Background: There is an ever-increasing interest in biofluid exosomes as a biomarker source; however, a major challenge for proteomics is isolating sufficient high purity exosomes for analysis. When using mass spectrometry (MS) removal of abundant non-exosomal protein is imperative. The aims were to: develop biofluid exosome isolation methods, assess sample purity, and to test the workflow using prostate cancer (PCa) patient-derived material. Methods: Healthy donor plasma and urine was used as an exosome source to test isolation methods including: ultracentrifugation (UC), filtration, gradient UC, and size exclusion chromatography (SEC). Purity was tested using: ELISA-like assays, cryo-electron microscopy, western- blot and nanoparticle tracking. We used a novel aptamer-based protein array (SOMAscan™) for proteomics analysis. Results: Isolating exosomes from plasma using UC and gradient UC insufficiently removed plasma proteins and gave inadequate purity, measured by particle/protein (P/P) ratio. The use of SEC, however, removed >95% of contaminating protein and effectively separated EV-associated tetraspanins from serum albumin. Unfortunately, even with an increase in sample purity this was still insufficient to generate high quality datasets by LC/MALDI MS analysis (21 identifications, mostly plasma proteins). However, with the SOMAscan™ platform we were able to identify hundreds of proteins that were identified from urine- and plasma-exosome samples. Some abundant non-vesicular proteins were still identified, particularly in plasma, but this did not impede the identification of many vesicle-associated proteins. Subsequently we applied this workflow to paired urine and plasma samples from newly diagnosed metastatic PCa with patients with progressive disease. We discovered that over 60 ml of urine was required in order to obtain the minimum amount of protein required for the proteomic analysis, but 1.5 ml plasma was sufficient. Based on this small pilot dataset (plasma n=11; urine n=5) we used cluster analysis to examine the closest groups of patients, identifying numerous proteins that may be of interest in progressive PCa. These included immunological proteins, kinases and HSP cognate proteins. Discussion: The workflow developed shows the removal of >95% of contaminating protein and the enrichment of exosomes. Upon analysis of the samples by SOMAscan™ array it is possible to identify hundreds of proteins that discriminate plasma from urinary vesicles, and also a set of proteins of potential association with progressive PCa. This study has demonstrates the practical utility of SEC exosome isolation coupled with the SOMAscan™ assay for proteomics analysis of biofluid exosomes in clinical settings.

Poster 19

Utilizing stroma-derived exosomal-mRNAs as biomarkers for prostate cancer

Jason Paul Webber1, Alexandra Shephard1, Joanne Welton2, Lisa Spary1, Malcolm Mason1, Zsuzsanna Tabi1 and Aled Clayton1

1Division of Cancer and Genetics, School of Medicine, Cardiff University, Cardiff, UK; 2Biomedical Sciences, Cardiff School of Health Sciences, Cardiff Metropolitan University, Cardiff, UK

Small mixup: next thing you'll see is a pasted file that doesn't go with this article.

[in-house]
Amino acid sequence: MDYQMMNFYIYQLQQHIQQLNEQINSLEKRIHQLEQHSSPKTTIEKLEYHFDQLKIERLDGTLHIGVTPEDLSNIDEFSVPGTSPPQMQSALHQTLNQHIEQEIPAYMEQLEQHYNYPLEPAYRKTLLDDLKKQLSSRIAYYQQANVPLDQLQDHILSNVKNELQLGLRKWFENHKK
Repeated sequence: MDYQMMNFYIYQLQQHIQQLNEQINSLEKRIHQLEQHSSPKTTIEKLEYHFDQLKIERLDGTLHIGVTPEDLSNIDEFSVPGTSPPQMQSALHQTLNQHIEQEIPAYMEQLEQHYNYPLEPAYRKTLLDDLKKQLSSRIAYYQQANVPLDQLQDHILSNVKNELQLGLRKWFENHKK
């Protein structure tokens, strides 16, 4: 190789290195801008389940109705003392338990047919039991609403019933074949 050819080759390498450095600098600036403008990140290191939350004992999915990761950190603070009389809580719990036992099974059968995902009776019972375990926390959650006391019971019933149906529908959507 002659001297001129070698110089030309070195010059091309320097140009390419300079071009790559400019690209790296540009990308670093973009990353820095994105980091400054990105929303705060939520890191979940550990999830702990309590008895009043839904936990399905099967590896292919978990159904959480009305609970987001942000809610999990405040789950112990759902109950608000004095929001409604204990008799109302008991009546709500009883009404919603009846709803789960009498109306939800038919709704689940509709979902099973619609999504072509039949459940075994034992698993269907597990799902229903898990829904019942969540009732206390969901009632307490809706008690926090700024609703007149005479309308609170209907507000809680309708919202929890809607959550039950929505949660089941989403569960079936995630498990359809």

Background: Much of the research into biomarkers for prostate cancer has focused specifically on cancer cells. The tumour microenvironment is, however, very complex and we may be overlooking other potential sources of disease biomarkers. During disease the stromal tissue, surrounding glandular structures of the prostate, becomes aberrantly altered leading to the formation of a reactive stroma. This is often regarded as a rate limiting step in disease, and is typically associated with treatment-resistant disease and poor patient outcome. Such cells, present within the tumour microenvironment, secrete exosomes (nanometre-sized vesicles) that are detectable within the patient’s circulatory system. Stroma-derived exosomes may therefore provide an attractive source of novel biomarkers, capable of distinguishing slow growing tumours from aggressive disease. The aim of the current study was to compare exosome-derived mRNA from normal, or tumour-associated, stromal cells in order to identify possible future biomarkers for aggressive prostate cancer. Methods: Patient-matched normal and tumour-associated stromal cells were cultured from needle biopsies of radical prostatectomy specimens, taken from disease-free or cancerous regions respectively. Exosomes were isolated by serial filtration and ultracentrifugation, prior to determining exosome size and concentration by nanoparticle tracking analysis (NanoSight; Malvern Instrument Ltd). Following phenol-based extraction, exosomal mRNA was analysed by quantitative RT-PCR using the RT2 PCR profiler array (Qiagen). Finally, mRNA expression of potential biomarkers was assessed in serum-derived exosomes, isolated by size exclusion chromatography (Exo-spin™; Cell Guidance Systems). Results: Tumour-associated stromal cells secrete twice as much exosome-associated mRNA compared to matched normal stromal cells. Interestingly, our data also suggests a selective enrichment of mRNA targets within exosomes compared to the cell of origin. From the 84 genes tested, we identified more than 30 (e.g. Gremlin-1, TGFbeta1, STAT1, HGF & VEGF) that were elevated in tumour stroma exosomes compared to exosomes from the normal stroma. We have demonstrated successful isolation of serum-derived exosomes, from which we can detect several mRNA targets. Conclusion: This study not only highlights the potential of using exosome-derived mRNA targets as potential markers of aggressive prostate cancer, but specifically mRNA targets present within stromal cell-derived exosomes. Future work shall continue to validate key mRNA targets, identified within the current study, and explore whether such biomarkers could distinguish indolent from aggressive forms of disease.